August 2012
Volume 12, Issue 9
Free
Vision Sciences Society Annual Meeting Abstract  |   August 2012
Assessing Spatial Updating Using Continuous Pointing: Effects of Age and Expertise
Author Affiliations
  • Jennifer Campos
    Toronto Rehabilitation Institute\nUniversity of Toronto
  • Luke Dennome
    Wilfrid Laurier University
  • Larissa Vassos
    Wilfrid Laurier University
  • Michael Cinelli
    Wilfrid Laurier University
Journal of Vision August 2012, Vol.12, 185. doi:10.1167/12.9.185
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      Jennifer Campos, Luke Dennome, Larissa Vassos, Michael Cinelli; Assessing Spatial Updating Using Continuous Pointing: Effects of Age and Expertise. Journal of Vision 2012;12(9):185. doi: 10.1167/12.9.185.

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      © ARVO (1962-2015); The Authors (2016-present)

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Abstract

Self-motion perception refers to the ability to perceive egocentric speed and direction of movement through space and is typically informed by several different sensory systems. Currently, little is understood about how aging and experience affect self-motion perception when walking under reduced sensory conditions. Therefore, this experiment compared the spatial updating performance of healthy younger adults (ages 20-25), healthy older adults (ages 60-72), and high-level, large-area, team sport athletes, under sighted walking, blind-walking, and imagined walking conditions using a previously described continuous pointing task (Campos et al., PLoSOne, 2009). Participants viewed a target positioned in front and to the right of them. Then, with eyes open or closed, they pointed continuously towards the target as they walked past it, or imagined walking past it along a straight, forward path. Pointing behaviour was tracked using an Optotrak motion capture system (NDI, Waterloo, ON), which provided 3D tracking of the head, trunk and pointing hand at 60Hz. It was expected that, if accurate spatial updating occurred, the maximum arm azimuth velocity should be observed upon target passage when the arm azimuth angle was zero degrees. Results showed that younger and older adults demonstrated this characteristic pattern of pointing during both sighted and blind-walking (95-98% of maximum arm azimuth velocities occurred at zero deg.), but not during imagined movement; particularly in older adults (80% and 62% for younger and older adults respectively). Interestingly, for athletes, pointing during imagined walking resulted in responses that were much more consistent with responses during actual self-motion (88% of maximum arm azimuth velocities occurred at zero deg). Overall, this study suggests that older adults can spatially update using non-visual inputs during walking, but demonstrate clear failures in motor imagery in the absence of relevant sensory inputs. In contrast, athletes demonstrated a superior ability to perform locomotor mental imagery.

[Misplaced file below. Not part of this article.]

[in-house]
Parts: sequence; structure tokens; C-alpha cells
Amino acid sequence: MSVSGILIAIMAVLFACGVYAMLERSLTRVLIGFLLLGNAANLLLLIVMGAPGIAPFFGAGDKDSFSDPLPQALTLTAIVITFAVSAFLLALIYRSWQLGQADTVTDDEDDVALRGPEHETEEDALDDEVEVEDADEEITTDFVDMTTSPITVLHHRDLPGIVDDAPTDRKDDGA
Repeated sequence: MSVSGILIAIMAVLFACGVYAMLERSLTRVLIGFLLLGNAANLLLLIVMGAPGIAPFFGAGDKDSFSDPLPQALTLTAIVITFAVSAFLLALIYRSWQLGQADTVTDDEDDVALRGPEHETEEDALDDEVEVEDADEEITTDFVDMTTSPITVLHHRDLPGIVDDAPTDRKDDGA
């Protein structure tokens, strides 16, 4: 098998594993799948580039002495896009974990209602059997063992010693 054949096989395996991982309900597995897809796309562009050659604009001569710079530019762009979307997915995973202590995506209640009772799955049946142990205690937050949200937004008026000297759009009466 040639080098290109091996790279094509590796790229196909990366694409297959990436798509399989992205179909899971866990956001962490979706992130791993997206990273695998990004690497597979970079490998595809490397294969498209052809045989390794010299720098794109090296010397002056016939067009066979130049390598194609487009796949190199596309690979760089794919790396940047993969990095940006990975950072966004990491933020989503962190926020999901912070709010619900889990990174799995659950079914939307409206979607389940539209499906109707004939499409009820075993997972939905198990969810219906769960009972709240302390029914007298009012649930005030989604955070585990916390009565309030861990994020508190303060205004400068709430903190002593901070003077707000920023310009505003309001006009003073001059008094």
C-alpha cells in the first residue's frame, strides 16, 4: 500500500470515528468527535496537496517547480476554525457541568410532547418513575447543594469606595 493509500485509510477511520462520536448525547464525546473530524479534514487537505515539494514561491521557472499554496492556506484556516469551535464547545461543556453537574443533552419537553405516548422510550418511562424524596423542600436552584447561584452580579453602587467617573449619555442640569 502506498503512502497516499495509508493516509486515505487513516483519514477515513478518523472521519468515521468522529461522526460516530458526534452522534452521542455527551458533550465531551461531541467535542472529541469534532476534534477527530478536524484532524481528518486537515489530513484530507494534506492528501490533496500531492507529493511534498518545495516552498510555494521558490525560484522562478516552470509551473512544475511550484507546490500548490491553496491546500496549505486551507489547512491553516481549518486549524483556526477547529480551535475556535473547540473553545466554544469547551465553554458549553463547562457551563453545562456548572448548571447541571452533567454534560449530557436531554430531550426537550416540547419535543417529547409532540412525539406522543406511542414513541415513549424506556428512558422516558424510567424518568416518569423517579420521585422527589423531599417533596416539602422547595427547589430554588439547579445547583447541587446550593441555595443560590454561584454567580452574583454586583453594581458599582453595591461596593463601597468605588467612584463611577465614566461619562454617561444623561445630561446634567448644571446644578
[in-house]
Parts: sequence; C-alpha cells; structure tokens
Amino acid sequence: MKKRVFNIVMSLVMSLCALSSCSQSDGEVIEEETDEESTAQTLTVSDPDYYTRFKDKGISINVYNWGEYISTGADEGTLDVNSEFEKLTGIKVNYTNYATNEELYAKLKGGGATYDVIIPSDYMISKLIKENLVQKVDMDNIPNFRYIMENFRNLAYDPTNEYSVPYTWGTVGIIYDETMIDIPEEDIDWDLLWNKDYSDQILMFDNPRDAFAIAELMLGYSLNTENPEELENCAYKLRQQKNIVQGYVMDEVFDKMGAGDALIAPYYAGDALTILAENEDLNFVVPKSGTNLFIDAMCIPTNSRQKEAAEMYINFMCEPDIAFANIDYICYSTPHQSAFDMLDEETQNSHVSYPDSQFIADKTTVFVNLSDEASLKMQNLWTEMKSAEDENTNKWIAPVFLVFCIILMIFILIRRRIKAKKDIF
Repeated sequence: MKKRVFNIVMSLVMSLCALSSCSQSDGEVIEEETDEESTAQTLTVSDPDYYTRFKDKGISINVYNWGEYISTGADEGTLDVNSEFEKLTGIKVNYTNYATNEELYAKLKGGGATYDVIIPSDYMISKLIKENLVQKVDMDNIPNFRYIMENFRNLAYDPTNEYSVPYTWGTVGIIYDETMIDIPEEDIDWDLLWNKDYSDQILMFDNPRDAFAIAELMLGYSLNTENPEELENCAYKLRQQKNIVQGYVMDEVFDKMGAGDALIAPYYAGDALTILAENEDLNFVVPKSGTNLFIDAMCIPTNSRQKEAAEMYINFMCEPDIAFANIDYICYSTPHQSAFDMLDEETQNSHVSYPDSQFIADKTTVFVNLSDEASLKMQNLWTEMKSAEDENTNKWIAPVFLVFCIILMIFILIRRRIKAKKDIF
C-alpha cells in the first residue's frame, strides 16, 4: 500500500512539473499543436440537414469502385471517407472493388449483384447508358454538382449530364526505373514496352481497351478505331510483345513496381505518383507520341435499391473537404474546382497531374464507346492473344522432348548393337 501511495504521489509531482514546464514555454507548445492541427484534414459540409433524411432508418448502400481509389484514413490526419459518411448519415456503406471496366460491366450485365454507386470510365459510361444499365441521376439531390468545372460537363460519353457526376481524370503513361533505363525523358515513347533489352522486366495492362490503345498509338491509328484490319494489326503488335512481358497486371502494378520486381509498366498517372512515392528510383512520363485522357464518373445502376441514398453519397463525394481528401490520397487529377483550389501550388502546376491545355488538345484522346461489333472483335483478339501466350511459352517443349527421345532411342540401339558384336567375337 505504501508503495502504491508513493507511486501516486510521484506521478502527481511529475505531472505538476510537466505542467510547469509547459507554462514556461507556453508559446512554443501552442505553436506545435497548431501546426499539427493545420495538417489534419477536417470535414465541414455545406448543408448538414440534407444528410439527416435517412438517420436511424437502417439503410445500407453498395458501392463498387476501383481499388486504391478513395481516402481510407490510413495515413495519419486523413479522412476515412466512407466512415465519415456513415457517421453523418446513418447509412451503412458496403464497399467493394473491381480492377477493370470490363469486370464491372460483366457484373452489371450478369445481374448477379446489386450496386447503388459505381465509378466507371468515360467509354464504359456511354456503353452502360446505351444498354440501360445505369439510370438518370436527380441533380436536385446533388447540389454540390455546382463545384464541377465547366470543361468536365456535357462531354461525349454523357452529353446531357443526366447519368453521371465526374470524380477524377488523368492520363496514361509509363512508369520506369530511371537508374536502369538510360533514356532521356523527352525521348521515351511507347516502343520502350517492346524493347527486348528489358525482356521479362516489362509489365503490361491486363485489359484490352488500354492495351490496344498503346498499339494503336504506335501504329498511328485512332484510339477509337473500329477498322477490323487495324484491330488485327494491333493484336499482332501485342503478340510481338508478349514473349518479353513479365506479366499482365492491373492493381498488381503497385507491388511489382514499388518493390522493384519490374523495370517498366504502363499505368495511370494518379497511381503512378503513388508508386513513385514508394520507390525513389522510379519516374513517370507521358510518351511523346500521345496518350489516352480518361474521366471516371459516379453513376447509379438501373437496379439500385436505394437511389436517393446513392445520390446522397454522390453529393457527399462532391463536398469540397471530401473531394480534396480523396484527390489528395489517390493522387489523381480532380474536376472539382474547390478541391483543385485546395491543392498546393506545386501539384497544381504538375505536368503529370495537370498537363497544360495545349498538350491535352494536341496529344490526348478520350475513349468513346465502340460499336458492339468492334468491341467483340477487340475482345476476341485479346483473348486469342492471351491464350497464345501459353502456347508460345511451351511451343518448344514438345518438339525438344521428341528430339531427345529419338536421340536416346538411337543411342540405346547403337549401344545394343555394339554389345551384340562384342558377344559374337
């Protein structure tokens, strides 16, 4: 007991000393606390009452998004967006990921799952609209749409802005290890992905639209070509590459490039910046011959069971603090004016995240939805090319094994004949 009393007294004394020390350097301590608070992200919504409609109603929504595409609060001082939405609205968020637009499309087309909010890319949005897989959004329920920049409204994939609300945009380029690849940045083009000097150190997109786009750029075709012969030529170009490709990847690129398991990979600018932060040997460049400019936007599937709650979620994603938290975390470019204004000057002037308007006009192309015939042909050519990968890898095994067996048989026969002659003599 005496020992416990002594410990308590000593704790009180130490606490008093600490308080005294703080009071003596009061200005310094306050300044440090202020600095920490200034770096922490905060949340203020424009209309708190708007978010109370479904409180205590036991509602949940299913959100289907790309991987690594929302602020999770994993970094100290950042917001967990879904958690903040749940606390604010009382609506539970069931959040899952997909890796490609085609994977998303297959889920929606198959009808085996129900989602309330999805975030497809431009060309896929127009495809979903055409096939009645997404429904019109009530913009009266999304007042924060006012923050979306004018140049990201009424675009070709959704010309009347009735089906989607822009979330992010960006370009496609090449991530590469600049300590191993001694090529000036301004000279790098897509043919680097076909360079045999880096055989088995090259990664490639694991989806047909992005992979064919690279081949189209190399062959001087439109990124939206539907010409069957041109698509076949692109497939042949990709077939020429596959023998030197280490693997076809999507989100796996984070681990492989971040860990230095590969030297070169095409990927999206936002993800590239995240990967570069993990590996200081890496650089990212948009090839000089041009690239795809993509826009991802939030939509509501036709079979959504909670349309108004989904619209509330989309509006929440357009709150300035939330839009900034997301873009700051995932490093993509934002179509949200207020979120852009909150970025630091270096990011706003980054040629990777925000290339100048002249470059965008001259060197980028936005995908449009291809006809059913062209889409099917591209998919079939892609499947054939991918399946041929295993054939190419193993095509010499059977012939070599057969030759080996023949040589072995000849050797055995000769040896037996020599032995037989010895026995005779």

Meeting abstract presented at VSS 2012

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